October 26, 2015 KX Team

What is overtraining and why you should be avoiding it at all cost

Does working more hours make you more money? Not necessarily. By doing so, you increase your risk of wasting time on useless things. While seemingly busy, you may be preventing yourself from focusing on priorities and the task at hand, and possibly be decreasing your productivity.

The same is true with training. You may be weight training 4 times a week, jogging 30 km a week, doing spin class 3 times a week and going to Pilates class on your “rest” day but still not seeing results. You are fatigued, your body is constantly aching, you don’t sleep well and your morning resting heart rate is through the roof. Your fatigue may be contributing to the sugar cravings just to push you through the day. When you train too hard for too long without sufficient rest, the body is no longer able to adapt and restore its balance, known as homeostsis.

Most people don’t understand that it is while you are resting that these sought-after adaptations occur. During training you are creating microtrauma, or “breaking” your muscles apart to create an endocrine response to promote tissue remodelling, fat burning and hypertrophy when you are at rest.

Signs that you are overtraining or under-recovering and what you can do:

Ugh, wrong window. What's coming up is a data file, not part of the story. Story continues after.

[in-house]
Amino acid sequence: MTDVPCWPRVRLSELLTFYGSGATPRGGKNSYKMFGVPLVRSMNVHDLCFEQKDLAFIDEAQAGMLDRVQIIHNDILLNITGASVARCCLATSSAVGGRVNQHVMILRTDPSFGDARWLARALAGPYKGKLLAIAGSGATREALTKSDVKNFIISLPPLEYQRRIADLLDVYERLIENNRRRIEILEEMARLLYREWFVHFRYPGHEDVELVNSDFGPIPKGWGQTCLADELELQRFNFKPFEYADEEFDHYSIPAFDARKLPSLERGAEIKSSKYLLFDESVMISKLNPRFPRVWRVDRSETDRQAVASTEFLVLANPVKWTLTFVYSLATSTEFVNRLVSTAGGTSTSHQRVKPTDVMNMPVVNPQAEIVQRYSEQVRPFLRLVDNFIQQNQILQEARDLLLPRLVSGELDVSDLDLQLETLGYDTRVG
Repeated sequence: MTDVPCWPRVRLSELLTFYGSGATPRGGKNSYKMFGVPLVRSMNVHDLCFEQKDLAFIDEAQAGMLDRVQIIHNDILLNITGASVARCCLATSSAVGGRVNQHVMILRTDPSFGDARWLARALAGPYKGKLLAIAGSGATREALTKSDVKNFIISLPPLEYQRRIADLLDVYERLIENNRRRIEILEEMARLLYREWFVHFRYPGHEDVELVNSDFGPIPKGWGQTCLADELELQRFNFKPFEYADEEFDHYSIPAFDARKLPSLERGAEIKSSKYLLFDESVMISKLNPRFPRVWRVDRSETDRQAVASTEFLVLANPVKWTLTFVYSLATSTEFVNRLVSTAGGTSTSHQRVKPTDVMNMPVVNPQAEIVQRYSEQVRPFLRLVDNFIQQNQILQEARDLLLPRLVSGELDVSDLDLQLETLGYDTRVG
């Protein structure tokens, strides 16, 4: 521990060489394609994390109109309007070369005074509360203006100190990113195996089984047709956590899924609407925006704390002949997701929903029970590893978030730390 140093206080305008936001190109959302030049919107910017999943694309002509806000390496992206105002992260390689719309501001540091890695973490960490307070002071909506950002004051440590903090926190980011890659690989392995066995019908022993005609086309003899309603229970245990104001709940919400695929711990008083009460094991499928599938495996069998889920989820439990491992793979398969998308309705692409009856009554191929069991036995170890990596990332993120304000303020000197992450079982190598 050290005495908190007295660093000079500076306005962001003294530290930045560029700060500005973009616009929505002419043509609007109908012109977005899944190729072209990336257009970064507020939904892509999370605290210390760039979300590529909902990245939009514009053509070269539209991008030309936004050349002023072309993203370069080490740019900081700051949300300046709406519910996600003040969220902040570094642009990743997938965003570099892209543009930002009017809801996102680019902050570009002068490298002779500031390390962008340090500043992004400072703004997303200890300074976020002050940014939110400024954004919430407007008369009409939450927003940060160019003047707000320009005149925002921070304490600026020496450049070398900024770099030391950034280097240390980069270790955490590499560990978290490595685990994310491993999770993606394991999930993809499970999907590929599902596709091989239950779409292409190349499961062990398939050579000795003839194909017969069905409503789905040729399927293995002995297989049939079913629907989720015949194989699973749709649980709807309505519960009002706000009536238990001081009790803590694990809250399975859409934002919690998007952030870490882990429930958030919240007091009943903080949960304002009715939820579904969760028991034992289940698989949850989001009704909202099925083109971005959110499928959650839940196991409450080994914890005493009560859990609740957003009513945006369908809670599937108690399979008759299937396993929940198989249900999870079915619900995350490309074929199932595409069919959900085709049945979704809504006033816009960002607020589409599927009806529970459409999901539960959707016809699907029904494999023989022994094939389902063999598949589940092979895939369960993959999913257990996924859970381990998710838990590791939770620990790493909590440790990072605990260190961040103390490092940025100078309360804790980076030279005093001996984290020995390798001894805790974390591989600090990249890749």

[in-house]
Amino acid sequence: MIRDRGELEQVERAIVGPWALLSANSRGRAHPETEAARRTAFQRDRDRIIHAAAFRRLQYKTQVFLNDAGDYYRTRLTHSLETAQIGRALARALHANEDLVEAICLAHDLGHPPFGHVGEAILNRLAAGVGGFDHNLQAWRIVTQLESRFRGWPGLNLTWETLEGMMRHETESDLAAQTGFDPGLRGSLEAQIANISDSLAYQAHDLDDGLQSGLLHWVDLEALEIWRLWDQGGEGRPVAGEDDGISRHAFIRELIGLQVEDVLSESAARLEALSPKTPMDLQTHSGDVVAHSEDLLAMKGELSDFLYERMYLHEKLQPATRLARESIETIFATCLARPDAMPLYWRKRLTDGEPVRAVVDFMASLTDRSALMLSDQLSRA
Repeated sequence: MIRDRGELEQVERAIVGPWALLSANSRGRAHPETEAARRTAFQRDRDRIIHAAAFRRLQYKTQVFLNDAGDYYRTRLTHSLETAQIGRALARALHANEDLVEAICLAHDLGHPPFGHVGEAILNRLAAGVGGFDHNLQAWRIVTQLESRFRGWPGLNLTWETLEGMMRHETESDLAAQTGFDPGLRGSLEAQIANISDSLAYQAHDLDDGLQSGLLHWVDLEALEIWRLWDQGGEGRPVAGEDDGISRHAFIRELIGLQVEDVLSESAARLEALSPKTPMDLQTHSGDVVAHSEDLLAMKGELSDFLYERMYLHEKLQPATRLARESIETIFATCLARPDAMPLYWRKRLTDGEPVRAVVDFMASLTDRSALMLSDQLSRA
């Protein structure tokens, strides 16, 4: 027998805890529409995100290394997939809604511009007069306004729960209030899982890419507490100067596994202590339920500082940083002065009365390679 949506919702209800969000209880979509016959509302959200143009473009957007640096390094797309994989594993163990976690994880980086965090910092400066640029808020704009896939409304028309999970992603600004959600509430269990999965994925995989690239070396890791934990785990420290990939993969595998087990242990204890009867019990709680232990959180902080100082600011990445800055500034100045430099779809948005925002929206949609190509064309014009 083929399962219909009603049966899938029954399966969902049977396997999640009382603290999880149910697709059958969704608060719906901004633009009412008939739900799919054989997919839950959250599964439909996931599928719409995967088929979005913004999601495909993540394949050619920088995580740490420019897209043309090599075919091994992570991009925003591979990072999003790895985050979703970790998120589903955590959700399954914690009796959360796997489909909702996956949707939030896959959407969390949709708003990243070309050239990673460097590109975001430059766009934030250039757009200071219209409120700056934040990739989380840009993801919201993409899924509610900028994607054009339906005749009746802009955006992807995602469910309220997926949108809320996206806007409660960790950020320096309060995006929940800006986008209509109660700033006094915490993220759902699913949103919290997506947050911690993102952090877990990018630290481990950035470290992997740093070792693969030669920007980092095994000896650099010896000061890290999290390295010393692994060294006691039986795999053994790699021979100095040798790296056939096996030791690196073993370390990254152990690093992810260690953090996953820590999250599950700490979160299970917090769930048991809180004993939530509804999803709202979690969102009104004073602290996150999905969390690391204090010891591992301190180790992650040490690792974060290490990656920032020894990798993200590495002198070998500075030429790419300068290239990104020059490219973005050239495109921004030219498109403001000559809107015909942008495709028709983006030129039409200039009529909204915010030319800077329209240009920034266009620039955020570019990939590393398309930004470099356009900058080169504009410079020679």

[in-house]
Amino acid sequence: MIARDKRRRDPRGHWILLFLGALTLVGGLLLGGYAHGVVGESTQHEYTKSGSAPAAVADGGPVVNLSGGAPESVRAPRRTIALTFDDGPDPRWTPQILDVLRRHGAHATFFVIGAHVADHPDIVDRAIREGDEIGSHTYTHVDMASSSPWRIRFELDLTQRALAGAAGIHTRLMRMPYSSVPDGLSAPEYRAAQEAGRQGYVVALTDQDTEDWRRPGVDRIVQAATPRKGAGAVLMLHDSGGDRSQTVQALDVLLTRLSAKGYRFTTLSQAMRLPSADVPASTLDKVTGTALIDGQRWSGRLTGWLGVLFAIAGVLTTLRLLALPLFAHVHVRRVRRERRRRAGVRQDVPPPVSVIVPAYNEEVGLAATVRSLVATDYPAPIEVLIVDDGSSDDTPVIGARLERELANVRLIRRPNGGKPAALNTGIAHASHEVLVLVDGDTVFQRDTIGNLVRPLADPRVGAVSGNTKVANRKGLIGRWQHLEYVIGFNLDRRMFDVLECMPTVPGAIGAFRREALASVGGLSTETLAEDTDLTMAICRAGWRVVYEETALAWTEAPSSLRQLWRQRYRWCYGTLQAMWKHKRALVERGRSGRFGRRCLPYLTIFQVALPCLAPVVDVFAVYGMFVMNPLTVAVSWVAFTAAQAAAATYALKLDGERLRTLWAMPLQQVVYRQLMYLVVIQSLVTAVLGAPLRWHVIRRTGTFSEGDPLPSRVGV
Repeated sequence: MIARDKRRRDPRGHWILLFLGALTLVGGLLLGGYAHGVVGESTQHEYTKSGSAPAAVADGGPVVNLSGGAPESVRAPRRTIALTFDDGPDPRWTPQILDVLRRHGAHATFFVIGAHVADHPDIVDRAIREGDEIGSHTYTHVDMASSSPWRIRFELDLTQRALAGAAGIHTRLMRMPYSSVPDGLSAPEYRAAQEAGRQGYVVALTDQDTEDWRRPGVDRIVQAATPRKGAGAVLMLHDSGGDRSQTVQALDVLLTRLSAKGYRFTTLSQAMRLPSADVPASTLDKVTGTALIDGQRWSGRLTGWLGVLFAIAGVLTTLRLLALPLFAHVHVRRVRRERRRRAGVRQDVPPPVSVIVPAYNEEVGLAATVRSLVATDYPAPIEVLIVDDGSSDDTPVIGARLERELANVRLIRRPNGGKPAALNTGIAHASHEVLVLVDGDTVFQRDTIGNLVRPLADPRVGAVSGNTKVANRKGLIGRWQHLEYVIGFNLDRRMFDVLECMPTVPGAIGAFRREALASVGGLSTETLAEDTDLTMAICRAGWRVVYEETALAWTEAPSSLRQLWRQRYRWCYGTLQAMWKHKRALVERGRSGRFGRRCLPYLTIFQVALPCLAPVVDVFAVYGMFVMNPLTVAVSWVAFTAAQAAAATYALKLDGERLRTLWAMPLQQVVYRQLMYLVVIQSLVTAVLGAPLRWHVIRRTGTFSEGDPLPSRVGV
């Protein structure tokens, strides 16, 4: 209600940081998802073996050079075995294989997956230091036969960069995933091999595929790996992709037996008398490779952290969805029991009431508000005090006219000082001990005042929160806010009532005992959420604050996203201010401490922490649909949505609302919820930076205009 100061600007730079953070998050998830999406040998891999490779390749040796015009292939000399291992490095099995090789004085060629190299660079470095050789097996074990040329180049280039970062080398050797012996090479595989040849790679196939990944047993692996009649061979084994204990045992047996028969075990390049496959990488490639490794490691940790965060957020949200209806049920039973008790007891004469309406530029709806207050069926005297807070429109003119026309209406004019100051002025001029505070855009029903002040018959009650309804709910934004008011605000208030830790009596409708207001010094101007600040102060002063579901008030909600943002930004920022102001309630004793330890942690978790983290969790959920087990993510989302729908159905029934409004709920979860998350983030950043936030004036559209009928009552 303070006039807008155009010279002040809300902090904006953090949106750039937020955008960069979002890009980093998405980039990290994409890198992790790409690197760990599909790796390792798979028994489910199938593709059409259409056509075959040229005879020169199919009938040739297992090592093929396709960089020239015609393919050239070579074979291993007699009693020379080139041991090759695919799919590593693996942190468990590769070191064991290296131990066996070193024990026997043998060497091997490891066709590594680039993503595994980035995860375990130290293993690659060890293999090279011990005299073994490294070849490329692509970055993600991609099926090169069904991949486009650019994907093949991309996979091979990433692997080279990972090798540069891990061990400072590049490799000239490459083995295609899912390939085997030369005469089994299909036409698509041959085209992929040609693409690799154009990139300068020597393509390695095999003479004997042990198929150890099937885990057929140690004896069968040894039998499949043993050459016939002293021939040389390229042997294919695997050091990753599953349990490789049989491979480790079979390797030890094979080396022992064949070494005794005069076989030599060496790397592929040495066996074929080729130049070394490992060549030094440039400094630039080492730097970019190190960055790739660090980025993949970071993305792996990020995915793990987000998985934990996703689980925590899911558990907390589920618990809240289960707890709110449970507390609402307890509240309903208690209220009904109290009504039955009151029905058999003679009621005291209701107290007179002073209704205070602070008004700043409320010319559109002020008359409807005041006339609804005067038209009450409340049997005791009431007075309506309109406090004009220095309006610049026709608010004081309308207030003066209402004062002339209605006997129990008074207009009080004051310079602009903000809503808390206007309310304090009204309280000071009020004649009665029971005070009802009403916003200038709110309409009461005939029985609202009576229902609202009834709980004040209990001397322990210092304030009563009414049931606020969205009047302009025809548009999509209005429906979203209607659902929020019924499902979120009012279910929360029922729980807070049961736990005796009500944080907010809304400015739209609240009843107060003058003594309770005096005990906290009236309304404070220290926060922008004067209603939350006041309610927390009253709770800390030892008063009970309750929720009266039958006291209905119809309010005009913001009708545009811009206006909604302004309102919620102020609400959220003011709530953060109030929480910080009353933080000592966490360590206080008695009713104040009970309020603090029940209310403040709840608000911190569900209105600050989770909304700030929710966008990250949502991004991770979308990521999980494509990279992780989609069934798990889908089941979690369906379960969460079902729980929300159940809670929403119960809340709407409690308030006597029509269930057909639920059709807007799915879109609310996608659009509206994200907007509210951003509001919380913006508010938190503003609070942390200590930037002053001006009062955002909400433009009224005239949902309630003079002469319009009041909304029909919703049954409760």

1. Your mood is changing. If you’re feeling angry, depressed, with a high resting heart rate in the morning, take a break or decrease the volume (see number 5).
    2. You’re getting weaker. If the weights you are using every subsequent workout are decreasing/ plateaued (i.e., no overload), you are most likely not recovering sufficiently.
    3. Get sufficient rest. Optimal sleep should be uninterrupted and you should wake up refreshed. If this is not the case, you might want to read this article.
    4. Use nutrition. Vitamin C, E, glutamine, BCAA, wholesome foods will help you with recovery. Consult a Biosignature Practitioner about the proper peri-training and the best nutritional practice towards your health goals.
    5. Deload. For every 3 weeks you train at a high volume, spend one week at a low volume by decreasing the number of sets performed. 

Overtraining does not make you more fit

Be honest. Can you explain why you’re doing what you’re doing? Or are you just blindly following what someone else does and while feeling like you’re getting nowhere fast? Just as working more hours doesn’t necessarily make you more money, training more does not necessarily make you any fitter. Our goal is to find the happy medium in which our clients can train the fewest days as possible that will provide them with the maximal result. Consult a KX Exercise Coach and get a proper program, prioritize, and enjoy your days off with friends and family.

 

Train smarter, not harder.

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